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The Research and Practice of Classroom Assessment Principles and Strategies of Formative Assessment

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Learning Objectives: What is Formative Assessment? Does research support formative assessment practices? What is needed to support formative assessment practices? What are formative assessment classroom strategies ?

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Crucial Distinction Assessment OF Learning (Summative): How much have students learned as of a particular point in time? Assessment FOR Learning (Formative): How can we use assessment to help students learn more?

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Inside the Black Box Read pgs. 10 – 16 Highlight important ideas that support formative assessment practices for student learning.

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* Rivals one-on-one tutorial instruction **Largest gains for low achievers Research on Effects Study S.D. Gains Bloom (1984) 1.0 to 2.0 * Black and Wiliam (1998).5 to 1.0** Meisels, et al. (2003).7 to 1.5 Rodriguez (2004).5 to 1.8**

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* 35 Percentile Points * 2-4 Grade Equivalents * 100 SAT Score Points * 5 ACT Composite Score Points U.S. TIMSS scores; move from the middle of the pack to top 5 1.0 Standard Deviation Score Gain Equals:

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Inside the Black Box Triad discussion using quotes from the article Inside the Black Box. Read all quotes. As a group, choose one quote. Reflect on the meaning of the quote and the implications for teaching and student learning.

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Our Assessment Future: Comparing Assessment of and for Learning R. Stiggins video clip Assessment for LearningAssessment of Learning Distinction between Assessment systems Focus of assessment on State Standard Teacher ’ s Role Student ’ s Role Student motivation

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What are the Big Ideas of Formative Assessment Practices? Table Discussion: As a table, discuss the big ideas about formative assessment practices based on your notes from the article and video clip. Choose one big idea about formative assessment practices to share with the whole group. Whole Group Discussion: Chart Big Ideas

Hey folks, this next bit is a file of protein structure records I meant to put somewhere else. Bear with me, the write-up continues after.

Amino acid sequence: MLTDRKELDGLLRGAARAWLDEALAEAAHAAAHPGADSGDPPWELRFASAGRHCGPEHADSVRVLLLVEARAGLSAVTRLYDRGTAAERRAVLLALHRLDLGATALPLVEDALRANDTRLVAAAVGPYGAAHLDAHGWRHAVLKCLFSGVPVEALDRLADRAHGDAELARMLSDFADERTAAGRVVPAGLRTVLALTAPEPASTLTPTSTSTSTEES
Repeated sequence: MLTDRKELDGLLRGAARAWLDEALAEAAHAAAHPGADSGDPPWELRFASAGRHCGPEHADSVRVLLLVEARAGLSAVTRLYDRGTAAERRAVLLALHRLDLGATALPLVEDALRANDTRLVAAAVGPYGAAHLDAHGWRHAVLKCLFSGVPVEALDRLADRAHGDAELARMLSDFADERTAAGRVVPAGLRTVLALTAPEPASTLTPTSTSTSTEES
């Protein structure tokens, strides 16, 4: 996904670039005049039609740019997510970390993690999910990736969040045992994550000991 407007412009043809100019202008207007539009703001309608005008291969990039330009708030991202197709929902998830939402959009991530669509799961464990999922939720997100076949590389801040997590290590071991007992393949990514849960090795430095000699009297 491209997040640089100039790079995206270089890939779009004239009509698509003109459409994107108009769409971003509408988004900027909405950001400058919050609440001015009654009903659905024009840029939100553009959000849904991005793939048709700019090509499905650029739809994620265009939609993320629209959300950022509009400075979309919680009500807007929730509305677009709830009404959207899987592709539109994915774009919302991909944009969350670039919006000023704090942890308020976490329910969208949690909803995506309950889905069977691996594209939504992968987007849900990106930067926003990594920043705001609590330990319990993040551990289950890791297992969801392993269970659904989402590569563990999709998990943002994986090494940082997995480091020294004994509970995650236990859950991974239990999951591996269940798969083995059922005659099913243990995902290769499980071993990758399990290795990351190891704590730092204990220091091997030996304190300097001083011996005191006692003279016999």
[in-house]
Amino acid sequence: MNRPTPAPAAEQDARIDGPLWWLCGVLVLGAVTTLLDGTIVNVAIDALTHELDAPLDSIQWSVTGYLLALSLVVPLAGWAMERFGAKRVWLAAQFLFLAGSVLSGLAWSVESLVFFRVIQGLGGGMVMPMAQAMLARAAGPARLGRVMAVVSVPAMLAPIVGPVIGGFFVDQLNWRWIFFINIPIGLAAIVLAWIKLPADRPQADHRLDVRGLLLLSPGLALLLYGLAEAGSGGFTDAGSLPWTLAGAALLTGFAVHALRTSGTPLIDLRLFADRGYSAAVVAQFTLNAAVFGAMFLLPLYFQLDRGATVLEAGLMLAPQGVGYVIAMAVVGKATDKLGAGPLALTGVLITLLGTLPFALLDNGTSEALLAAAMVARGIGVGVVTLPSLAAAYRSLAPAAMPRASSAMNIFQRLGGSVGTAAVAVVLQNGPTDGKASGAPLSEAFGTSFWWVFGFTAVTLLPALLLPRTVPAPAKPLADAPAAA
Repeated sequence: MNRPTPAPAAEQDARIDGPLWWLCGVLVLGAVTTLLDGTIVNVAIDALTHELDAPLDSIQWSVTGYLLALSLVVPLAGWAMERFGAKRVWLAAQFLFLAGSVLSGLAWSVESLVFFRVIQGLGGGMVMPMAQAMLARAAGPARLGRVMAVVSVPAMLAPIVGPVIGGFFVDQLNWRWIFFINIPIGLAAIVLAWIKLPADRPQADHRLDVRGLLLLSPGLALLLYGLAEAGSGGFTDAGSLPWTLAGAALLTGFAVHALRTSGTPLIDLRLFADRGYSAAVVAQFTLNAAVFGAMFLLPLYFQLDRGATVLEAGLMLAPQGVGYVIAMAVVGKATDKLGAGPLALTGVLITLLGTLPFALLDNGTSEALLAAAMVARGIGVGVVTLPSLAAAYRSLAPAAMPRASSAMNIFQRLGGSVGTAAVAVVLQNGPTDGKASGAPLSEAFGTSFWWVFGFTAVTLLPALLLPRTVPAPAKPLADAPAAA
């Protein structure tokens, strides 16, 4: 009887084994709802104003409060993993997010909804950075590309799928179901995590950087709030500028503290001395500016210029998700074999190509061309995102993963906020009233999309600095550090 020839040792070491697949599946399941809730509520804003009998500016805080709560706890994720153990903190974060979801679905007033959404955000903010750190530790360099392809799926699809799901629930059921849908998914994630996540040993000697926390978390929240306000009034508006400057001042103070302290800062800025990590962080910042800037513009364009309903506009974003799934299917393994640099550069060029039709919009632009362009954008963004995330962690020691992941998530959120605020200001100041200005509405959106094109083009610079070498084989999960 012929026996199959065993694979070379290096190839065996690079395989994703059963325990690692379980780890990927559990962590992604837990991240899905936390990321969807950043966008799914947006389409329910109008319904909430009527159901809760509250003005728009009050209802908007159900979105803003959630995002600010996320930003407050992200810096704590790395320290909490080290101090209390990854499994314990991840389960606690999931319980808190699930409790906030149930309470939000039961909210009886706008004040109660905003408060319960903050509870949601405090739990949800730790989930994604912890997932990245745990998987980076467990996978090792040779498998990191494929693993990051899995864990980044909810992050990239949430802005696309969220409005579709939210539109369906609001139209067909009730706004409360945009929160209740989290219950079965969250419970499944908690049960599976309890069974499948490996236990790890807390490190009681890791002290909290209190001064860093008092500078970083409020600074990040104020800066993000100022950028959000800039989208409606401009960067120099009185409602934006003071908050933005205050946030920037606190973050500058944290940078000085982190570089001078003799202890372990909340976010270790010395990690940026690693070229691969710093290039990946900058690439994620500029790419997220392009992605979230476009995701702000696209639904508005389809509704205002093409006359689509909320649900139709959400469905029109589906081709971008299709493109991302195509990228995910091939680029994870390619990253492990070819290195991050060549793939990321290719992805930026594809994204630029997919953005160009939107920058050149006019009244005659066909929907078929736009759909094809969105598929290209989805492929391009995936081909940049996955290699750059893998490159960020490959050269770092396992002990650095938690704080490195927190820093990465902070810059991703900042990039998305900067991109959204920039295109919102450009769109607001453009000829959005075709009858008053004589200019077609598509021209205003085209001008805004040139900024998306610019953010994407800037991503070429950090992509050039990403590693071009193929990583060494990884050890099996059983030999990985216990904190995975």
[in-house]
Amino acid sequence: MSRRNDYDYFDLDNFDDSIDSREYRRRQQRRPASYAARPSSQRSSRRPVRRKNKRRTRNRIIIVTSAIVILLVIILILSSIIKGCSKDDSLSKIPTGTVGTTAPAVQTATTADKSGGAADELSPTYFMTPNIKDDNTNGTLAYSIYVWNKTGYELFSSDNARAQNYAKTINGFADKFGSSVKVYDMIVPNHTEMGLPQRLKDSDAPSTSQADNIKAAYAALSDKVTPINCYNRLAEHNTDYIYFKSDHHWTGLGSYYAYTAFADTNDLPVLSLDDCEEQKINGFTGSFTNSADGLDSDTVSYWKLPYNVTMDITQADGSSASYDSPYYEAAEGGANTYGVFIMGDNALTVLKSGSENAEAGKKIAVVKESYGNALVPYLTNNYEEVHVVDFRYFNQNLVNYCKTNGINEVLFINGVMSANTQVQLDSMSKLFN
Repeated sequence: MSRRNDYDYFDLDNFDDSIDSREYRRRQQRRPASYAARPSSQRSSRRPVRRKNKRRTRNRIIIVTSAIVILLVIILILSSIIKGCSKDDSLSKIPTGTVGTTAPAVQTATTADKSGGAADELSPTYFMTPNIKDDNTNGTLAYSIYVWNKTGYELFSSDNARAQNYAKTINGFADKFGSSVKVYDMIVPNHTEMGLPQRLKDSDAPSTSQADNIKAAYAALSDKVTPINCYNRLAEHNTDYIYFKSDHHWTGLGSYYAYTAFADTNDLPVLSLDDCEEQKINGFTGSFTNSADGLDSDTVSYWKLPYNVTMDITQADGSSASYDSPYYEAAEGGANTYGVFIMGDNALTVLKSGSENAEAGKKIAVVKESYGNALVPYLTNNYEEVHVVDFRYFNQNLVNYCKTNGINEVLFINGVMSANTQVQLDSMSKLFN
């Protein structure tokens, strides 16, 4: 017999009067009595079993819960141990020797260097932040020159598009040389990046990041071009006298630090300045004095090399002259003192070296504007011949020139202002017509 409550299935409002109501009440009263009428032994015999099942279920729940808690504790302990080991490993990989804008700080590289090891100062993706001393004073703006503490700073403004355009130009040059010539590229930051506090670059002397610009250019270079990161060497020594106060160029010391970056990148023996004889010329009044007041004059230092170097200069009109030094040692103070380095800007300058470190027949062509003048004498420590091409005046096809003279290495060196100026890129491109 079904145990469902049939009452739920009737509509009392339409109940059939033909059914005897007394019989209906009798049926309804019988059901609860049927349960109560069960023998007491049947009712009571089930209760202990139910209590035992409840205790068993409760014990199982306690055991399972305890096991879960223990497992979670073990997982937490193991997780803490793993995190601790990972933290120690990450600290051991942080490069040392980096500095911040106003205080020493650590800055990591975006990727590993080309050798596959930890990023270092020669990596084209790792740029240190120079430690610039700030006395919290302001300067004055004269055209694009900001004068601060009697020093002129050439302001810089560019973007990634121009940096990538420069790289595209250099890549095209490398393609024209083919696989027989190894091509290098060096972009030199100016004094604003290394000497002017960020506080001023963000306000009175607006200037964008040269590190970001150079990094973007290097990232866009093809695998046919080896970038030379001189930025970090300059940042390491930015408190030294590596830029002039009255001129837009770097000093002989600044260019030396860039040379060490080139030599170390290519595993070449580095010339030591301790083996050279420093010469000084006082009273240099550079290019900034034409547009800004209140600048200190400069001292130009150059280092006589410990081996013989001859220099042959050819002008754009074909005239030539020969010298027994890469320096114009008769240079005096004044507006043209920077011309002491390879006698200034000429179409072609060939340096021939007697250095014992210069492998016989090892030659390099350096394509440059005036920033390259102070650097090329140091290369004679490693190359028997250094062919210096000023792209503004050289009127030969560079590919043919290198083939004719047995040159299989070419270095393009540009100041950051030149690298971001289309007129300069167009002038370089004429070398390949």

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Alignment of the Principles of Formative Assessments to the Learning Team Continuum of Work for Mathematics Principles of Assessment for Learning (1) Teachers understand and can articulate in advance of teaching the achievement targets students are to hit. (2) Students are informed daily about the targets in terms they can understand (i.e., student- friendly language) and which clarify what they are expected to learn. Students study the criteria by which their work will be evaluated by analyzing samples of strong and weak work. (3) Students can describe what targets they are to hit. Teachers can describe what comes next in student learning. (4) Classroom teachers transform those targets into assessments that yield accurate information about student learning of the content. (5) Teachers use classroom assessment information to revise and guide teaching and learning. Students use assessment information in ways that require them to think about their own progress. (6) Feedback given to a student is descriptive, frequent, and timely. Feedback provides insight on a current strength and focuses on one facet for revision linked directly to the intended learning. (7) Students actively and regularly practice using descriptive feedback to improve the quality of their work. Students develop skills of self- assessment to monitor their learning. (8) Students keep track of their own learning over time (e.g., journals, portfolios) and communicate with others (e.g., students, teachers, parents) about what they understand and what they need to understand better. (9) Teachers understand the relation between assessment and student motivation and use assessment to build student success and confidence rather than failure and defeat. Learning Team Continuum Stage 1 Learning Targets Stage 2 Align State Framework and Math Program Stage 3 Common CABS Stage 4 Student Work on CABS Stage 5 Descriptive Feedback on CABS Understand importance of identifying and articulating big ideas in mathematics to bring consistency to a school’s math program. Develop meaning for the math embedded in the targets and alignment to state standards and descriptors and to the school’s math program. Provide a measure of consistency of student learning based on standards/descriptors and targets. Examine student work to monitor achievement and progress toward the targets and descriptors. Use student work to inform instructional decisions, and to provide students with appropriate descriptive feedback. Nine Principles of Assessment for Learning

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Alignment of the Principles of Formative Assessment to the Learning Team Continuum of Work for Mathematics How will you use this resource in your work as a Math Teacher Leader?

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Learning Objectives: What is Formative Assessment? Does research support formative assessment practices? What is needed to support formative assessment practices? What are formative assessment classroom strategies ?

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